EPA gives Midwest schools $145,000 for cleaner buses

Since April 2003, the U.S. Environmental Protection Agency's Clean School Bus USA program has been working with schools, transportation officials and other interested groups to "eliminate unnecessary school bus idling, to retrofit buses and to replace the oldest buses with new, less polluting buses." Yesterday, the EPA's Region 5 office announced $145,000 in grant money that will pay for cleaner buses in Michigan and Indiana.

The Next Energy Center in Detroit will get $95,000 to put diesel emission controls on 58 buses. These buses will be selected for use in Michigan school districts with terrible air quality (technically, "areas that do not meet the health-based outdoor air quality standard for ozone {smog})." Does your kid go to school in one of these districts: Hamilton Community Schools, Hamilton; Hartland Consolidated Schools and Howell Public Schools, Howell; and the Edwardsburg School District, or Edwardsburg? Then she might be getting a new cleaner bus.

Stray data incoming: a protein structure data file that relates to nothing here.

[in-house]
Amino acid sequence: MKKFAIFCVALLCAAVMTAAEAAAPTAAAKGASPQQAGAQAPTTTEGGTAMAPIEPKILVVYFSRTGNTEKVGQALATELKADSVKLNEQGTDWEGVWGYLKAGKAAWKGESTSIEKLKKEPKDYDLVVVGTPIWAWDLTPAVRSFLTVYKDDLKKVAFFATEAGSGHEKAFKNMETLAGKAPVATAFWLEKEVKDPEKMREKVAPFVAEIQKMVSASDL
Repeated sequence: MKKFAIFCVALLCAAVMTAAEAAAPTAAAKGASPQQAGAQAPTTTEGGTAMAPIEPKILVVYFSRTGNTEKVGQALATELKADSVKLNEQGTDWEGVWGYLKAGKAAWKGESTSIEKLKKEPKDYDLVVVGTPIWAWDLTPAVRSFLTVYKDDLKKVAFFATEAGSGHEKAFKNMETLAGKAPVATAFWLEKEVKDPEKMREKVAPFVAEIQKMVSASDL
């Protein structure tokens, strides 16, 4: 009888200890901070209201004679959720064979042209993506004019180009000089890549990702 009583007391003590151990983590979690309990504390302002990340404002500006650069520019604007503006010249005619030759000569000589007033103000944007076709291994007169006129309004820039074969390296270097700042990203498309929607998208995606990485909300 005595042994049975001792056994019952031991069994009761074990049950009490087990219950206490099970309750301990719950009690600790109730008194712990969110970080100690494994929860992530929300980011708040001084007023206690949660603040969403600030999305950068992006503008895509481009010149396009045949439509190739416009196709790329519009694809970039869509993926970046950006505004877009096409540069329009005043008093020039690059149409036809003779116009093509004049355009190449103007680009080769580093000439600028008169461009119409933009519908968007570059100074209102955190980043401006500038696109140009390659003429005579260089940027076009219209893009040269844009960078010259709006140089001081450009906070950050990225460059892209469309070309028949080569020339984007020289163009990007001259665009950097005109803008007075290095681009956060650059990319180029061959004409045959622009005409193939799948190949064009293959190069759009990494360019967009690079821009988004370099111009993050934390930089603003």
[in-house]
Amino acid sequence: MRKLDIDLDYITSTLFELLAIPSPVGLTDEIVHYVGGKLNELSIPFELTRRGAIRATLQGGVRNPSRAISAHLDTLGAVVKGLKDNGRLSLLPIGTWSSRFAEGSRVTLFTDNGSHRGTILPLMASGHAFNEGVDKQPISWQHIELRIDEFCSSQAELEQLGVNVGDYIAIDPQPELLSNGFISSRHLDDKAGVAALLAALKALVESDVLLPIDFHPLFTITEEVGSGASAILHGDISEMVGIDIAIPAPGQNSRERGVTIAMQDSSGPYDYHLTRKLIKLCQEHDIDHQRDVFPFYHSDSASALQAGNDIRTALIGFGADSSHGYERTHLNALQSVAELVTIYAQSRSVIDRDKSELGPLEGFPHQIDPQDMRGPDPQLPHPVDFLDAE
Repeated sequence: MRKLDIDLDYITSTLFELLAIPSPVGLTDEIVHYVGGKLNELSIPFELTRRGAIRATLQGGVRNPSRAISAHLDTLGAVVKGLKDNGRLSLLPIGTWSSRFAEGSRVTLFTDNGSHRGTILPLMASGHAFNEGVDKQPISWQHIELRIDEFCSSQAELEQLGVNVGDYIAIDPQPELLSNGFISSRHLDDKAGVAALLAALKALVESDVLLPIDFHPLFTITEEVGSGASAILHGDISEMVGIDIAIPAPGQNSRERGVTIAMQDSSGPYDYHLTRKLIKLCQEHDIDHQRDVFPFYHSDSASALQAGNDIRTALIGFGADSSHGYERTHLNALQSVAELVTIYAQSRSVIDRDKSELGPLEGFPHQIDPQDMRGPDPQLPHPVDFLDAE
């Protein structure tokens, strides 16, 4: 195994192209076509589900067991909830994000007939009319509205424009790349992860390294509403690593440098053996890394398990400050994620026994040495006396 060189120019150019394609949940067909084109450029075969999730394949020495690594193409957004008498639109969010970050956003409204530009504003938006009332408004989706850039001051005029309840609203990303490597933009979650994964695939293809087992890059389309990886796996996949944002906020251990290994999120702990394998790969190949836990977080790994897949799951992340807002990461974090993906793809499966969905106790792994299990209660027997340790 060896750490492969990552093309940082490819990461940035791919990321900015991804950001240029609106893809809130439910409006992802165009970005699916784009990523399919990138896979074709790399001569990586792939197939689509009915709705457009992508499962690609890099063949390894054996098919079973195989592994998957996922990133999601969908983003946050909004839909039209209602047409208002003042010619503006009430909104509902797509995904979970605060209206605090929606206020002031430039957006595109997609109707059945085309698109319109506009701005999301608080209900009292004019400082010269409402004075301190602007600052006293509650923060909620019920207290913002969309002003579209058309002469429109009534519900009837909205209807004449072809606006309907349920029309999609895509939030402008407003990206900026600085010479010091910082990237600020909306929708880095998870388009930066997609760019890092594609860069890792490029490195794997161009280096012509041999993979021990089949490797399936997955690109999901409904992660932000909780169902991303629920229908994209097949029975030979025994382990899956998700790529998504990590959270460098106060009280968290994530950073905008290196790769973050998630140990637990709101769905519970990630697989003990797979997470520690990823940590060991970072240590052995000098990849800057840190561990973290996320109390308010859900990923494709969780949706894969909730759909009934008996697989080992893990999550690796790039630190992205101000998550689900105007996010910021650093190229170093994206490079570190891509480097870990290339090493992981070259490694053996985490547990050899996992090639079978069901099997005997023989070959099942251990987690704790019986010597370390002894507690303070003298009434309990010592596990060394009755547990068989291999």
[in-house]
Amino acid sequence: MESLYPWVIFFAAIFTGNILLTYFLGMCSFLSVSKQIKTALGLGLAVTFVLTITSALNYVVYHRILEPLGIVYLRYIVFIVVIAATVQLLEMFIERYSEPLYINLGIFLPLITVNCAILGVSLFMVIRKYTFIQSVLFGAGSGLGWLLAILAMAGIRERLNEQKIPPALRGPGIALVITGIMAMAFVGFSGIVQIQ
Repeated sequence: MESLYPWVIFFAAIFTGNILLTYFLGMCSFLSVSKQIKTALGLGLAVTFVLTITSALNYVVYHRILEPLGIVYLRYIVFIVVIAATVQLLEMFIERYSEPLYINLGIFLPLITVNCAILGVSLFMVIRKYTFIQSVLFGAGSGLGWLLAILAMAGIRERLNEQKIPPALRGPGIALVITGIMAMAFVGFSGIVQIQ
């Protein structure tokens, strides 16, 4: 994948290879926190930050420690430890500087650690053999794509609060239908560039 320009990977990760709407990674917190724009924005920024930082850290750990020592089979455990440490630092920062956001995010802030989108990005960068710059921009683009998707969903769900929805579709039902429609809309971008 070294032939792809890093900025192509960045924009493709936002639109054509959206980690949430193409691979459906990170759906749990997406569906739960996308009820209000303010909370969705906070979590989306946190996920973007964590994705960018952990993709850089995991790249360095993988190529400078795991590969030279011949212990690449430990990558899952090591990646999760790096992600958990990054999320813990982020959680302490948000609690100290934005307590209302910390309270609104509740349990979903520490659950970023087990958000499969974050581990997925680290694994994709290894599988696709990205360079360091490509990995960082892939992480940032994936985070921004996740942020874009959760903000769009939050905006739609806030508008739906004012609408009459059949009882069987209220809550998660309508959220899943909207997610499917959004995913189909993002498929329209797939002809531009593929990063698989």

The other $50,000 will go to the Fort Wayne, Ind., Community Schools to retrofit buses like in Detroit, but also to buy biodiesel to put in the buses. This time, only two school districts in Indiana are involved: Fort Wayne Community Schools and Southwest Allen County Schools. 30 buses will get diesel oxidation catalysts and 372 buses will get biodiesel.

[Source: U.S. Environmental Protection Agency Region 5]

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